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Bill Straub: Civics lesson for Independence Day and the most joyful event of them all — press bashing

Tis the 4th of July, time for baseball, firecrackers, backyard barbeques and the most joyful event of them all, press bashing.

As usual, it’s the president of the United States, Extremely Stable Genius, leading this Independence Day parade, asserting reports that his administration dropped plans to add a citizenship question to the 2020 census form are “FAKE!”

Forget for a moment that the accounts regarding the question’s demise, which appeared in the pages of The New York Times, The Washington Post and other reliable media outposts, were based on the statement of ESG’s own Commerce secretary, Wilbur Ross, who announced that his department has “started the process of printing the decennial questionnaires without the question.’’ Focus instead on all the additional times ESG has ranted about “fake news,’’ characterizing the press as the “enemy of the people.”

Here’s a good one from April: “The press is doing everything within their power to fight the magnificence of the phrase, MAKE AMERICA GREAT AGAIN! They can’t stand the fact that this Administration has done more than virtually any other Administration in its first 2 yrs. They are truly the ENEMY OF THE PEOPLE!”

The 4th of July seems as good a time as any to review the job of the press, the lone occupation mentioned in the Constitution, and the ramped-up attacks against it. It’s gone so far that ESG and his new best pal, Russia President Vladimir Putin (don’t tell that other vicious despot, Kim Jong-un about the relationship – he might get jealous), are trading sniggers about the press, with ESG exclaiming “Get rid of them.”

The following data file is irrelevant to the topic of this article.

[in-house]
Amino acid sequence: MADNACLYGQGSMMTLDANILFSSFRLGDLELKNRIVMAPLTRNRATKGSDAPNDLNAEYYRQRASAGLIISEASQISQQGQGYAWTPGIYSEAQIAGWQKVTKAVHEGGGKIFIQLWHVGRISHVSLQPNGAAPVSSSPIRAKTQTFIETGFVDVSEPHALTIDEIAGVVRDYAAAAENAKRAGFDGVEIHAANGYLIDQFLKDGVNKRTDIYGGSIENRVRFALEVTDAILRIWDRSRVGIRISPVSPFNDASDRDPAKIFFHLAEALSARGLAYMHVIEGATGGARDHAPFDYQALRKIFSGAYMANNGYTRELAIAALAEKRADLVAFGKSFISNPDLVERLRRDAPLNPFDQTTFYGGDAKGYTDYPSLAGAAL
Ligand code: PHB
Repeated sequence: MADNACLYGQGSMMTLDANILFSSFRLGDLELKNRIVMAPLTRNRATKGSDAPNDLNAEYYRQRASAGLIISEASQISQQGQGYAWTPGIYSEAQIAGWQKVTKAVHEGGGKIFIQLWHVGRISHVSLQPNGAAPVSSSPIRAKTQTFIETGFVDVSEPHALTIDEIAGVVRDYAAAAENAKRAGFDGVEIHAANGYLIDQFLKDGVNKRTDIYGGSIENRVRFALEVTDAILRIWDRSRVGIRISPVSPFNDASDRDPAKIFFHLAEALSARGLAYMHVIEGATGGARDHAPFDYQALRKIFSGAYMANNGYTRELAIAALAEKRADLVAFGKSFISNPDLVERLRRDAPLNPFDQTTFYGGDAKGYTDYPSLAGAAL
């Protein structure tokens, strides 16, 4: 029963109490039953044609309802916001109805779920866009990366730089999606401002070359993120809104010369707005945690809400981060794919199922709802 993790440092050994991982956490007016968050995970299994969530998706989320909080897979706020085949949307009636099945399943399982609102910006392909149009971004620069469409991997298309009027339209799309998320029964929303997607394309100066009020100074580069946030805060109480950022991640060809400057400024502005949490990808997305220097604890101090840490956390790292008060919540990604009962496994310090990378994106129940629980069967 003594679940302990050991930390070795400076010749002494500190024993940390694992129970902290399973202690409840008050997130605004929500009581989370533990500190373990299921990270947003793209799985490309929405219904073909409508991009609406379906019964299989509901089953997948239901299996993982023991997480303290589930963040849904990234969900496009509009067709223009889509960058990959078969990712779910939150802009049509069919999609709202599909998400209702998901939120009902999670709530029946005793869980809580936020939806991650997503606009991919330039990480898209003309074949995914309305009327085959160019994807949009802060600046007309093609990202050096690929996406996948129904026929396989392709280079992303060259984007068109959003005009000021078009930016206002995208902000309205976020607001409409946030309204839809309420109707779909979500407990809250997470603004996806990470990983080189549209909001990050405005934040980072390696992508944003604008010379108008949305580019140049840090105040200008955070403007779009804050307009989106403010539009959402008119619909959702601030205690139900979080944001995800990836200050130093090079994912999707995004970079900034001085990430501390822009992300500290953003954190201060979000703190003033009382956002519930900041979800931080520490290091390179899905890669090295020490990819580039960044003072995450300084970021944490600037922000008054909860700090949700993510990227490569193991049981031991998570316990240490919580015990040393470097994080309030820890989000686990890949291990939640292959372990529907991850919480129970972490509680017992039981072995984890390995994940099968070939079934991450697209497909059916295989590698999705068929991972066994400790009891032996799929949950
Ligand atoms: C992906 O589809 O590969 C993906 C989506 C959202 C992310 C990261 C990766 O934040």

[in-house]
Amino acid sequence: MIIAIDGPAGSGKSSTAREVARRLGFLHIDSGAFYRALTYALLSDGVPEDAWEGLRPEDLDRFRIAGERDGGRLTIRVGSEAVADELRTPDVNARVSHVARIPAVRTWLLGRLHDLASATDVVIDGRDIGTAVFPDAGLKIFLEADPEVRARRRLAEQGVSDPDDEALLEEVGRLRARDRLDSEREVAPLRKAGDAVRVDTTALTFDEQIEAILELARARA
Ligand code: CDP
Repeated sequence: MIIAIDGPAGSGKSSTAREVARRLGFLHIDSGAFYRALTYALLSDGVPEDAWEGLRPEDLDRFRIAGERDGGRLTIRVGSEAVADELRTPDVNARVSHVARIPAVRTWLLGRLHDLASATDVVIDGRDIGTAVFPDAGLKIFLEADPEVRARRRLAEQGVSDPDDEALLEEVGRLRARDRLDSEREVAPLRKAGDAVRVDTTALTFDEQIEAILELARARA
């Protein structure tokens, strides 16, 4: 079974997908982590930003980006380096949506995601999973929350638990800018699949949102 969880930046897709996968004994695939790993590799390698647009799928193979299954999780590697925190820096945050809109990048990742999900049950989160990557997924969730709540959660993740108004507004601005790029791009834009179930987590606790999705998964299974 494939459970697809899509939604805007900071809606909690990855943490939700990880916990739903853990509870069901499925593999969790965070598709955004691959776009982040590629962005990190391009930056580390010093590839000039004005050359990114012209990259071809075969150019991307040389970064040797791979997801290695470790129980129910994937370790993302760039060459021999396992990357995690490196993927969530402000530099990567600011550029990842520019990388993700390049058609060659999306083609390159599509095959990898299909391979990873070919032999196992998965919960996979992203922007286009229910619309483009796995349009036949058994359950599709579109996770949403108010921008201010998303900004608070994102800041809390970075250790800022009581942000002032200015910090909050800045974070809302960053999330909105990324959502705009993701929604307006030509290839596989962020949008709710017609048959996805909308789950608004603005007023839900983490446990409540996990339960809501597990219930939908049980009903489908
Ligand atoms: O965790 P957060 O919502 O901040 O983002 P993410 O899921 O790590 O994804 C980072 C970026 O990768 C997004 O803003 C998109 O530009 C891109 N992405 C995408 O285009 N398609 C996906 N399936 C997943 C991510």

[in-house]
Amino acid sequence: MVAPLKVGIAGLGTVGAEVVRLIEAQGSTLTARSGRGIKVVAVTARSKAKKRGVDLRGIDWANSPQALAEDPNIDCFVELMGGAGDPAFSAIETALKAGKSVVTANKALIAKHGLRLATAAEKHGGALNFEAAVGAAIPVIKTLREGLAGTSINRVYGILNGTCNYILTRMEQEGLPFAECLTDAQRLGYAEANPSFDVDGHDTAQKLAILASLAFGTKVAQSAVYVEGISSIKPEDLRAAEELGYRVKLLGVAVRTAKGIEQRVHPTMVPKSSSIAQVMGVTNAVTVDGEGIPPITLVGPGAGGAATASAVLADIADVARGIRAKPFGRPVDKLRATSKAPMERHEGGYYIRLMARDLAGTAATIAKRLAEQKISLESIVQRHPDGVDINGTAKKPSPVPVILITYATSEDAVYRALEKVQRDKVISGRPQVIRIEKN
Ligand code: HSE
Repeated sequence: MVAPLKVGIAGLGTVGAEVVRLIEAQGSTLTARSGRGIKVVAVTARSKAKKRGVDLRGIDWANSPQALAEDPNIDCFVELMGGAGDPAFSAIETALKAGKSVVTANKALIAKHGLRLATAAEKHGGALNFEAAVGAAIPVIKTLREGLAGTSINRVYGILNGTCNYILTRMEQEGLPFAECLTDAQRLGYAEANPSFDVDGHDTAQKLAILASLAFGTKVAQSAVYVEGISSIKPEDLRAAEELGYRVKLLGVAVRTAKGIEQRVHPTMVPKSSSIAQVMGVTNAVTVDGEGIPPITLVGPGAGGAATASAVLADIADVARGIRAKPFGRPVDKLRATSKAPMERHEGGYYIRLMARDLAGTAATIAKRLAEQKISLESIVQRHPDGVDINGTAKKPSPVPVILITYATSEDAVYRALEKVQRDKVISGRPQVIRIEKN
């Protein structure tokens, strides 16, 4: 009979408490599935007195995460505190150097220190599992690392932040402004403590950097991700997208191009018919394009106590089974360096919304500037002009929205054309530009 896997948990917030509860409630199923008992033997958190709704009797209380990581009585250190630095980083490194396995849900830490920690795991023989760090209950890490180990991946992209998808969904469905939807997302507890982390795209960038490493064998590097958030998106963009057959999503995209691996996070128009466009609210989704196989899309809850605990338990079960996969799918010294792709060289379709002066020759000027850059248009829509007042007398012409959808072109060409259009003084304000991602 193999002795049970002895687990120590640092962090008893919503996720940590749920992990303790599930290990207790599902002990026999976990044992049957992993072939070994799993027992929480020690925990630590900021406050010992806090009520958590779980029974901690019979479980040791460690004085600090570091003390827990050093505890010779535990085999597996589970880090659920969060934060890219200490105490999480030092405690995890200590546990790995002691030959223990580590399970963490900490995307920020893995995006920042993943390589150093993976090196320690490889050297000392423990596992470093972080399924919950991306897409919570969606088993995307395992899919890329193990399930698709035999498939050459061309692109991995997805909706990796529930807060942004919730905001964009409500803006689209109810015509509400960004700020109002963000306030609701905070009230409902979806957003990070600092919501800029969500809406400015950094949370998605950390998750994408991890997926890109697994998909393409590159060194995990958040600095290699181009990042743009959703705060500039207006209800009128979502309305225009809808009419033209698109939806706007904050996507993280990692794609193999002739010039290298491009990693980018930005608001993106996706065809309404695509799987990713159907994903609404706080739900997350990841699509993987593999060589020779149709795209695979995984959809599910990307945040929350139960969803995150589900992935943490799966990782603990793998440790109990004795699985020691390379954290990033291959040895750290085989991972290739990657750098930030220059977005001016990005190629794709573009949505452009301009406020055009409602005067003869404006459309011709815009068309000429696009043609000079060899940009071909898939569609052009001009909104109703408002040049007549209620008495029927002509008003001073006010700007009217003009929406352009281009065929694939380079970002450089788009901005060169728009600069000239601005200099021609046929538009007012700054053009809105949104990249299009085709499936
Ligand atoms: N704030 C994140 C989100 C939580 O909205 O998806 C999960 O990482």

The genius obviously is not alone in seeking journalism’s expiry. Kentucky’s little gnat of a governor, ESG’s mini-me, St. Matt the Divine of New Hampshire, is equally caustic in his evaluation, ignoring Frankfort scribes like the plague, save for the time his vituperation runneth over. With his poll numbers in the toilet, Mad Matt still has his embrace of ESG and his foul view of the press to fall back on. A real profile in courage there.

I should note at this point that I don’t really care what clowns like ESG and St. Matt think of the state of journalism, a trade I have been associated with since the Paleozoic Age. I hold to an old dictum voiced by my journalism hero, Jimmy Breslin, that as a reporter “you’re supposed to be despised.” If individuals like ESG, Mad Matt and others going back years like Mitch McConnell and Brereton Jones actually liked me, I would soon come to the realization I wasn’t doing my job.

Because that’s what the job is simply – telling the truth, often to people who don’t want to hear it. Understandably a lot of folks, especially politicians, don’t like it and they make their displeasure known. Fine. They rant and rave and pretty soon supporters and sycophants who think they’re followers of the greatest thing since canned beer join in and the press becomes the enemy of the people.

A lot of folks in the business are disturbed by this trend and, truthfully, it makes some of them a little gun shy. Incidents like those at ESG rallies, where he riles up the crowd and the true believers express their scorn profanely like rubes at a side, toward the assembled scribes, have some reporters on edge. Rather than report accurately – use, for instance, a phrase like “Trump lied,’’ which he, of course, does constantly – too many reporters run around Robin Hood’s barn to come off with some sort of euphemism to keep them from stating the obvious.